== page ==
c) African American rights. Farmington Quakers worked with nationally known abolitionists (both European American and African American) to promote equal rights for African Americans. They created a major node on the Underground Railroad, and they worked in local, regional, and national antislavery societies. As core organizers of the Western New York Anti-Slavery Society, they invited nationally known leaders such as Frederick Douglass, William Lloyd Garrison, and Charles Lenox Remond to speak in Farmington. At their invitation, Douglass came to Rochester in 1847 to set up the North Star. Freedom seekers such as Austin Steward, William Wells Brown, and Mary and Emily Edmondson lived in Farmington. Farmington Quaker women organized antislavery fairs, which drew support from women in Boston, London, and elsewhere. Myrtilla Miner, who started a school for African American girls in Washington, D.C., received inspiration from the biracial Bird’s Nest School started by Quaker women in Farmington.
The 1816 Farmington Quaker Meetinghouse is also architecturally important as one of the earliest and largest meetinghouses west of the colonial settlement line. It is likely the largest pre-Erie Canal building in western New York.\
This Meetinghouse is part of the Farmington Quaker Crossroads Historic District, listed on the National Register of Historic Places at the national level of significance (2007-04-25, 07000384). The Meetinghouse is also listed on the National Park Service’s Underground Railroad Network to Freedom and is part of the National Collaborative of Women’s History Sites and the International Coalition of Sites of Conscience.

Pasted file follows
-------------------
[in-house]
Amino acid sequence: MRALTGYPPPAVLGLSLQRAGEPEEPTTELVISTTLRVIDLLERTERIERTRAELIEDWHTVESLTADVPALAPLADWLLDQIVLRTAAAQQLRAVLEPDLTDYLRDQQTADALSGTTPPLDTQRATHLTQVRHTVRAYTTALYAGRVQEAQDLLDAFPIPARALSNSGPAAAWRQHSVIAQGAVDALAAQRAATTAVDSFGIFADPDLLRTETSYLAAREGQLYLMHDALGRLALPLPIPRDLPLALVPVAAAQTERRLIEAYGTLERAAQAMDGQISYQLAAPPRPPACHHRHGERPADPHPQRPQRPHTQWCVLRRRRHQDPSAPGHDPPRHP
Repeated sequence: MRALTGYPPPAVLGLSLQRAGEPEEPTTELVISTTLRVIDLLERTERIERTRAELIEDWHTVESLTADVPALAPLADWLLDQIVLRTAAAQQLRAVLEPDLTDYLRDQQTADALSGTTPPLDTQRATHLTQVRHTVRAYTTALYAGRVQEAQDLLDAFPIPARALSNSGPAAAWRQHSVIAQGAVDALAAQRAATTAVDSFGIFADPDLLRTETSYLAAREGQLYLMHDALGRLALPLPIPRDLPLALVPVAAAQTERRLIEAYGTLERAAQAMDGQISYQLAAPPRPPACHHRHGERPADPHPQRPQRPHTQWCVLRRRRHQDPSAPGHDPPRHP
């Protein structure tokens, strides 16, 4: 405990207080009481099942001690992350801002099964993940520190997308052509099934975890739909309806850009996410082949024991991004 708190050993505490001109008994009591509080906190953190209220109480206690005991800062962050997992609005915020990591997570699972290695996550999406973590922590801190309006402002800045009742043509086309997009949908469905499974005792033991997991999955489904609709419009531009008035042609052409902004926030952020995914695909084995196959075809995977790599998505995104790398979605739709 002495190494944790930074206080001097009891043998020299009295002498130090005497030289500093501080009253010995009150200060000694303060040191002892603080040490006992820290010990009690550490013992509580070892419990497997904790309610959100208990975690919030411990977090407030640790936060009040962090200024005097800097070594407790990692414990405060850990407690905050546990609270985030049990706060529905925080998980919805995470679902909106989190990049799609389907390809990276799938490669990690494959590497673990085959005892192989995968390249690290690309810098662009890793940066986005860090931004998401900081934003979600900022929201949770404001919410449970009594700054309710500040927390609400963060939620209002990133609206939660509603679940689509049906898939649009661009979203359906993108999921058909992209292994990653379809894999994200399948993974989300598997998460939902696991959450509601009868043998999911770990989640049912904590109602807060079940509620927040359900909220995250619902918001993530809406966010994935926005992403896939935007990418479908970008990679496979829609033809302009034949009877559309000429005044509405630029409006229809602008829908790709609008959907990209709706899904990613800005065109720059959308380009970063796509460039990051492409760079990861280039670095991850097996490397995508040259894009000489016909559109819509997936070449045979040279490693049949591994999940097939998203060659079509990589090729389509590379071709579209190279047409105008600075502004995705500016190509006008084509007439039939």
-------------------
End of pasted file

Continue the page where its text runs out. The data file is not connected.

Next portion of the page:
Efforts to Restore the 1816 Farmington Quaker Meetinghouse
Local people have been concerned for decades about this Meetinghouse, but not until 2006 did a group organize formally to restore it. In February 2006, a windstorm blew off the east wall (already weakened when a car damaged the framing structure) of the Meetinghouse. Emergency stabilization saved the building, but the Meetinghouse stood open to the weather for almost four years. Roof and clapboards sustained considerable damage, as did interior plaster, woodwork, and galleries.
In spite of damage over the years, 80 to 90 percent of the framing structure (including American chestnut) remains. Many original elements were preserved after a local farmer converted the building to a barn in 1927. He stored about half the original windows inside the meetinghouse, used the interior movable room dividers to build a small storage room (still intact), raised the first floor to create a second floor, and covered the original clapboards with asphalt shingles. This work preserved much of the original fabric of the building, including windows, woodwork, chamfered posts, and some of the interior plaster.
Architects and historians have completed extensive research on this meetinghouse. John G. Waite Associates prepared a conditions assessment report (2006). Working with Historical New York Research Associates, they completed the Historic Structure Report in 2017. The Meetinghouse is listed on the National Register of Historic Places at the national level of significance and on the National Park Service’s Underground Railroad Network to Freedom. We are also members of the International Coalition of Sites of Conscience.
We are immensely grateful to funders who have helped us so far, including the New York State Environmental Protection Fund, National Park Service’s Underground Railroad Network to Freedom, Preservation League of New York State, Rochester Area Community Foundation, Canandaigua National Bank and Trust Community Bank, Heritage New York Women’s History Trail, New York State Council on the Arts, Chace Fund of Philadelphia Yearly Meeting of Friends, the National Trust for Historic Preservation, and many, many local and statewide groups and private individuals.
In December 2010, supporters stabilized, enclosed, and vented the building, with assistance from the National Park Service’s Network to Freedom program, matched by private donations from the Rochester Area Community Foundation, Canandaigua National Bank, and many private individuals.